Now we’ll explain how simple it is to work with JUnit so that you can quickly generate the summary of the test execution.

2.2- Simple Report Generation Using JUnit.

2.2.1- Generate Reports by creating a JUnit Test Watcher Class.

Create a simple project in Eclipse and add the below file <JUnitTestReporter.Java> to your project. This file will display the report into the Eclipse console.


2.2.1- Prepare a Sample JUnit Test Suite to Verify Report Generation.

Also, add the below file <JUnitSampleTest.Java> to your project. It’ll be the main test file which you’ll execute from the Eclipse.

When you run the above JUnit tests from Eclipse, it’ll show you the test results in Eclipse as captured in the below screenshot. The downside to this technique is that it doesn’t save the output in a HTML file.

Generate Reports Using JUnit Plugin

Generate Reports Using JUnit Plugin.

But you can generate a HTML report by modifying the above code. We’ve given the technique to produce the test summary in the next section. It saves the report in an HTML file.

2.3- HTML Report Generation Using JUnit.

We’ll create a new JUnit class that would enable the HTML report generation. This class will also override the TestWatcher methods to implement the desired features.

  • We’ll define two static members; one is a File object and the second one is BufferWriter’s handle that will help us adding the test execution summary to the report file.
  • We’ll use the following JUnit annotations.
    • @BeforeClass – It’ll help us define the setup() method. It’ll create/open the HTML report file as per the situation.
    • @AfterClass – We’ll use it for the purpose of cleanup. It’ll also update the HTML report file to add the HTML footer and close all the open handles.
  • We’ll override the following two methods.
    • <succeeded()> method – It’ll write the names and status of the test cases passed during execution.
    • <failed()> method – It’ll log the names and status of the test cases failed during execution.

Now, you’ll find the source code of the <JUnitHTMLReporter> class.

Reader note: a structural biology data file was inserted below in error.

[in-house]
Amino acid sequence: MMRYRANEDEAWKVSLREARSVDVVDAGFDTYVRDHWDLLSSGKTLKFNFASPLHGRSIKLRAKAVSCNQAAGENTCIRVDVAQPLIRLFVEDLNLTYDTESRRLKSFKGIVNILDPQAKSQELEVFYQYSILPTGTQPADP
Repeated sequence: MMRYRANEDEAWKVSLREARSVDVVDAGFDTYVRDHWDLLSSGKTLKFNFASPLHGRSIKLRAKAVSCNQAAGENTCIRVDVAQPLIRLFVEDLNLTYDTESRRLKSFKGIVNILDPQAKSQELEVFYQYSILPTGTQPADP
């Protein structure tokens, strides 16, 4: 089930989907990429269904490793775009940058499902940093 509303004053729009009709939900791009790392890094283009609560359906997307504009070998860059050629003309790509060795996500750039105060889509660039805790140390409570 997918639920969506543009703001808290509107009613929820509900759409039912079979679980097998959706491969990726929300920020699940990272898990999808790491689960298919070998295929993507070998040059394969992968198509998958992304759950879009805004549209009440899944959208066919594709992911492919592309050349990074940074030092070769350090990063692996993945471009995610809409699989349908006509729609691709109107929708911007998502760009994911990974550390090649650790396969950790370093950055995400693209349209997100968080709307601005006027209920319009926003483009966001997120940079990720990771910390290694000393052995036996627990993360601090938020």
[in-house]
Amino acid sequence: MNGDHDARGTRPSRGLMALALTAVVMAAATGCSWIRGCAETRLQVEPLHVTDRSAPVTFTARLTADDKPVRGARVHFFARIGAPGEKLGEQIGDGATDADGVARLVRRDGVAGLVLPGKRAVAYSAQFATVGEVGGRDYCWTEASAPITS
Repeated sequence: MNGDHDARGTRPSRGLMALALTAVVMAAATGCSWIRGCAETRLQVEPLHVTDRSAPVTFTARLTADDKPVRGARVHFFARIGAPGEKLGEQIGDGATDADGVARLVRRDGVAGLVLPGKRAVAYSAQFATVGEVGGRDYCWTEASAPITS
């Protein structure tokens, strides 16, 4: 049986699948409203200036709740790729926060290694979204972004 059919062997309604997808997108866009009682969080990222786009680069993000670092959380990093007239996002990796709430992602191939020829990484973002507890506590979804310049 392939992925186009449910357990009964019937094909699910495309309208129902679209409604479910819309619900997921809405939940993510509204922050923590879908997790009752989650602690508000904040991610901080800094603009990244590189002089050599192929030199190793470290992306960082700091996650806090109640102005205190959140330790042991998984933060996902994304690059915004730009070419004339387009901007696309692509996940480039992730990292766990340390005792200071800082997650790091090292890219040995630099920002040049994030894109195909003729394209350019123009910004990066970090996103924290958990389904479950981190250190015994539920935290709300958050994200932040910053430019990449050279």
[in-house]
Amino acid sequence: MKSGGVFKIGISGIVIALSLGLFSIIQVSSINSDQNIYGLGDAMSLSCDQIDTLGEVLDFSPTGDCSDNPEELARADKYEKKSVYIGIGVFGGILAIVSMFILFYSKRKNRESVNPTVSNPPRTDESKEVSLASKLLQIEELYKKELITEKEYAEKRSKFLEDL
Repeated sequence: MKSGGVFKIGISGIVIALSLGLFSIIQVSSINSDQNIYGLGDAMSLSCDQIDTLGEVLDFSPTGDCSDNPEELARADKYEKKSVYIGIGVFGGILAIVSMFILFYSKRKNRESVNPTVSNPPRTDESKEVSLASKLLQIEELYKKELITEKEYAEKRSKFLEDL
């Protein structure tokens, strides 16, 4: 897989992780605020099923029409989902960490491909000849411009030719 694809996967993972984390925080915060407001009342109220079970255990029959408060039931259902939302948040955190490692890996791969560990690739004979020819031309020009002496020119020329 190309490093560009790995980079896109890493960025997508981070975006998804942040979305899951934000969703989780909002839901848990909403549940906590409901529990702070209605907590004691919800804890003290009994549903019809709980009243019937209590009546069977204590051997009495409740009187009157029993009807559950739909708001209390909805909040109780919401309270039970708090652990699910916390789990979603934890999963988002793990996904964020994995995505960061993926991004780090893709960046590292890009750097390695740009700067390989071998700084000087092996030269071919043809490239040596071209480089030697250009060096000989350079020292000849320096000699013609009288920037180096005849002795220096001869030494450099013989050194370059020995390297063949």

So, we have a ready to use HTML reporter class, all we need now is the JUnit Test class that will extend it and call its methods. The code of this new class is available below.


When you run the above class file as JUnit test case, then the <junitReportFile.html> will get generated. It’ll contain the test cases pass/fail info and look like the one as given in the below screenshot.

Generate Reports in HTML Format Using JUnit

Generate Reports in HTML Format Using JUnit.


3- Generate Reports Using Extent Library.

The third and the last technique for generating some awesome reports is by using the <Extent Report> library. It comes with a rich set of features.

  • Ability to generate dynamic HTML logs.
  • Represents test case status with the help of PIE Charts.
  • Generates step-by-step test case summary.
  • Ability to filter reports based on test status.
  • It maintains execution history.
  • It captures details like OS, Memory, Java version and so on.
  • You can attach error screenshots within the report.

You can download the Extent library from the below URL.

Generate Reports Using Extent Library

Download Extent Library Jar Files.


Once you have the reporting library, then follow the below steps to use them in a Selenium Webdriver project.

  • Create or open a demo project in Eclipse.
  • Add the Jar files shown in the above picture as external libraries to your project.
  • Also, make sure to add the Jars that are under the <lib> folder else the exception may occur at run-time.

Now, we are attaching the source code of the sample Java program that we’d created for the Extent report validation. You can use the below Java file as is in your demo project.


When you’ll run the above code, it will launch the given URL and produce an intuitive extent test report. Please follow the below screenshot to see how the actual test report would look like.

Generate Reports in Selenium Webdriver

Live Extent Report Example.


So, that was all we wanted to share in this post. We hope it would enable you to use the three distinct methods to generate reports in Selenium. And, you’ll be able to reap the real benefits of the test automation.

Quick Review – Report Generation Techniques in Selenium.

In this post, we discussed all the traditional and modern day report generation techniques. We wish that they would be quite useful in your projects. Now, it’s completely up to you how you manage them. If you face any problem in using them then just drop us an email or leave your queries in the comment box available at the end of the post. We’ll try to respond to your questions at the earliest.

However, if you come across some other way of adding the reporting feature to a Selenium project then do share it with us. We’ll review and publish it on our blog with a ‘Thank You‘ note mentioning your name.


All the Best,